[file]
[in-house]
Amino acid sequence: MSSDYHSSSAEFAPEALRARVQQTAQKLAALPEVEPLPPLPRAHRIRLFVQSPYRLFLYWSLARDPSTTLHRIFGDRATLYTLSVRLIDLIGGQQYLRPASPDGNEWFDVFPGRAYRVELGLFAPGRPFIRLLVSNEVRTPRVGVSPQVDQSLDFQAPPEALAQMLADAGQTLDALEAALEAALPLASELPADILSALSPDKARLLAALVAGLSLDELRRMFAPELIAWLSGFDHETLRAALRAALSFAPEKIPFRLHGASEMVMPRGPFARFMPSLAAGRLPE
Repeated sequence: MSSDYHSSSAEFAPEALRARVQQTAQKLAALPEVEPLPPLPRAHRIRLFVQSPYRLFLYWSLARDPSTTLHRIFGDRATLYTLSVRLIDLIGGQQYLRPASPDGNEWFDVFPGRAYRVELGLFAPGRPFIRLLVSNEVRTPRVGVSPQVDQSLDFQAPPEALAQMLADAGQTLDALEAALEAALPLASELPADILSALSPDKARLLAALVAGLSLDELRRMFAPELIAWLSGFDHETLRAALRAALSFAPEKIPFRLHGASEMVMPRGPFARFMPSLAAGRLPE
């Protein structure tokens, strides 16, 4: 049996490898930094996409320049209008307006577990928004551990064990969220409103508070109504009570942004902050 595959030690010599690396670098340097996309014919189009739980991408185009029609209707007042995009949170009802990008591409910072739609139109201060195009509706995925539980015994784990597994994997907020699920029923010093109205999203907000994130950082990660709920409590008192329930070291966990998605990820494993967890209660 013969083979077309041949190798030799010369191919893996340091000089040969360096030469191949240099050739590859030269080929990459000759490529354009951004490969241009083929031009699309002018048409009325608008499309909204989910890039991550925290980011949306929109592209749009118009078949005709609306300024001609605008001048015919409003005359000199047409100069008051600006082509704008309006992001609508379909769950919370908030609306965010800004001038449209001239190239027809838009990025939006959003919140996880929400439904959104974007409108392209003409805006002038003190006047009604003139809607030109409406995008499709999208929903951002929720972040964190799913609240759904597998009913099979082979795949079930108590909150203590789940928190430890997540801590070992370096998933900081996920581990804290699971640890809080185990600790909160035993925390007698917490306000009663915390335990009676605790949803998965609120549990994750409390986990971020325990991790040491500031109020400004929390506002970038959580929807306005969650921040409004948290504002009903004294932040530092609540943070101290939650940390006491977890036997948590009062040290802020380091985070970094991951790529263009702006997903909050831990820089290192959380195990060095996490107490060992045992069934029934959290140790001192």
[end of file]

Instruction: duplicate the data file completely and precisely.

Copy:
[in-house]
Amino acid sequence: MSSDYHSSSAEFAPEALRARVQQTAQKLAALPEVEPLPPLPRAHRIRLFVQSPYRLFLYWSLARDPSTTLHRIFGDRATLYTLSVRLIDLIGGQQYLRPASPDGNEWFDVFPGRAYRVELGLFAPGRPFIRLLVSNEVRTPRVGVSPQVDQSLDFQAPPEALAQMLADAGQTLDALEAALEAALPLASELPADILSALSPDKARLLAALVAGLSLDELRRMFAPELIAWLSGFDHETLRAALRAALSFAPEKIPFRLHGASEMVMPRGPFARFMPSLAAGRLPE
Repeated sequence: MSSDYHSSSAEFAPEALRARVQQTAQKLAALPEVEPLPPLPRAHRIRLFVQSPYRLFLYWSLARDPSTTLHRIFGDRATLYTLSVRLIDLIGGQQYLRPASPDGNEWFDVFPGRAYRVELGLFAPGRPFIRLLVSNEVRTPRVGVSPQVDQSLDFQAPPEALAQMLADAGQTLDALEAALEAALPLASELPADILSALSPDKARLLAALVAGLSLDELRRMFAPELIAWLSGFDHETLRAALRAALSFAPEKIPFRLHGASEMVMPRGPFARFMPSLAAGRLPE
């Protein structure tokens, strides 16, 4: 049996490898930094996409320049209008307006577990928004551990064990969220409103508070109504009570942004902050 595959030690010599690396670098340097996309014919189009739980991408185009029609209707007042995009949170009802990008591409910072739609139109201060195009509706995925539980015994784990597994994997907020699920029923010093109205999203907000994130950082990660709920409590008192329930070291966990998605990820494993967890209660 013969083979077309041949190798030799010369191919893996340091000089040969360096030469191949240099050739590859030269080929990459000759490529354009951004490969241009083929031009699309002018048409009325608008499309909204989910890039991550925290980011949306929109592209749009118009078949005709609306300024001609605008001048015919409003005359000199047409100069008051600006082509704008309006992001609508379909769950919370908030609306965010800004001038449209001239190239027809838009990025939006959003919140996880929400439904959104974007409108392209003409805006002038003190006047009604003139809607030109409406995008499709999208929903951002929720972040964190799913609240759904597998009913099979082979795949079930108590909150203590789940928190430890997540801590070992370096998933900081996920581990804290699971640890809080185990600790909160035993925390007698917490306000009663915390335990009676605790949803998965609120549990994750409390986990971020325990991790040491500031109020400004929390506002970038959580929807306005969650921040409004948290504002009903004294932040530092609540943070101290939650940390006491977890036997948590009062040290802020380091985070970094991951790529263009702006997903909050831990820089290192959380195990060095996490107490060992045992069934029934959290140790001192």